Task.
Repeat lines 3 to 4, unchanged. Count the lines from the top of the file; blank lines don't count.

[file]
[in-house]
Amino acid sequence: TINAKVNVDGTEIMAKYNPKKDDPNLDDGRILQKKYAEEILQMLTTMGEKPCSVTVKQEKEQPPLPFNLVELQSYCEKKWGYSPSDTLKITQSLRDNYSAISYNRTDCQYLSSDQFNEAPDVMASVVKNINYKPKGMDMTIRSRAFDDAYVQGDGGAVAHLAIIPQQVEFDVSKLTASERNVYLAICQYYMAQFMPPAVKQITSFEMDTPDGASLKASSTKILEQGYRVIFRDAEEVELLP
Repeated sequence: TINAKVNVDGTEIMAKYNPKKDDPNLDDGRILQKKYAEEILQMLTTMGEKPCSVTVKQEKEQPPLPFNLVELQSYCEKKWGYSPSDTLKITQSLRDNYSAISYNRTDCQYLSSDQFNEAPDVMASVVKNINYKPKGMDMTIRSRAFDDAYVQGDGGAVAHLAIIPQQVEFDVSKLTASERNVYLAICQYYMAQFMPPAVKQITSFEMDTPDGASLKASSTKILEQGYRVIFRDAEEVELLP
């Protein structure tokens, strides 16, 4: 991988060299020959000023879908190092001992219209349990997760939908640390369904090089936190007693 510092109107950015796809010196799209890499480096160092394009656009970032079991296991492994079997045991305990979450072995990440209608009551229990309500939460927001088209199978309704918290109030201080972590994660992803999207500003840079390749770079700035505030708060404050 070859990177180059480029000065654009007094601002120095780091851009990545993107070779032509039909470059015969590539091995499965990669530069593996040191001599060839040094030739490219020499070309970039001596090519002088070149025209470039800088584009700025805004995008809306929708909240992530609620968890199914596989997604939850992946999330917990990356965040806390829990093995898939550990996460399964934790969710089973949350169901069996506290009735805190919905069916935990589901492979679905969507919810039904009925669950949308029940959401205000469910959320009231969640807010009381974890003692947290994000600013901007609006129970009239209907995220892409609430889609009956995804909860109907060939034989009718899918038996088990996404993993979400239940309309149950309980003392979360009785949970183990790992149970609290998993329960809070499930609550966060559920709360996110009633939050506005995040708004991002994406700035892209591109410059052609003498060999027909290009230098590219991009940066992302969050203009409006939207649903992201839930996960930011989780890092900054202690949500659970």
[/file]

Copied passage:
Repeated sequence: TINAKVNVDGTEIMAKYNPKKDDPNLDDGRILQKKYAEEILQMLTTMGEKPCSVTVKQEKEQPPLPFNLVELQSYCEKKWGYSPSDTLKITQSLRDNYSAISYNRTDCQYLSSDQFNEAPDVMASVVKNINYKPKGMDMTIRSRAFDDAYVQGDGGAVAHLAIIPQQVEFDVSKLTASERNVYLAICQYYMAQFMPPAVKQITSFEMDTPDGASLKASSTKILEQGYRVIFRDAEEVELLP
């Protein structure tokens, strides 16, 4: 991988060299020959000023879908190092001992219209349990997760939908640390369904090089936190007693 510092109107950015796809010196799209890499480096160092394009656009970032079991296991492994079997045991305990979450072995990440209608009551229990309500939460927001088209199978309704918290109030201080972590994660992803999207500003840079390749770079700035505030708060404050 070859990177180059480029000065654009007094601002120095780091851009990545993107070779032509039909470059015969590539091995499965990669530069593996040191001599060839040094030739490219020499070309970039001596090519002088070149025209470039800088584009700025805004995008809306929708909240992530609620968890199914596989997604939850992946999330917990990356965040806390829990093995898939550990996460399964934790969710089973949350169901069996506290009735805190919905069916935990589901492979679905969507919810039904009925669950949308029940959401205000469910959320009231969640807010009381974890003692947290994000600013901007609006129970009239209907995220892409609430889609009956995804909860109907060939034989009718899918038996088990996404993993979400239940309309149950309980003392979360009785949970183990790992149970609290998993329960809070499930609550966060559920709360996110009633939050506005995040708004991002994406700035892209591109410059052609003498060999027909290009230098590219991009940066992302969050203009409006939207649903992201839930996960930011989780890092900054202690949500659970």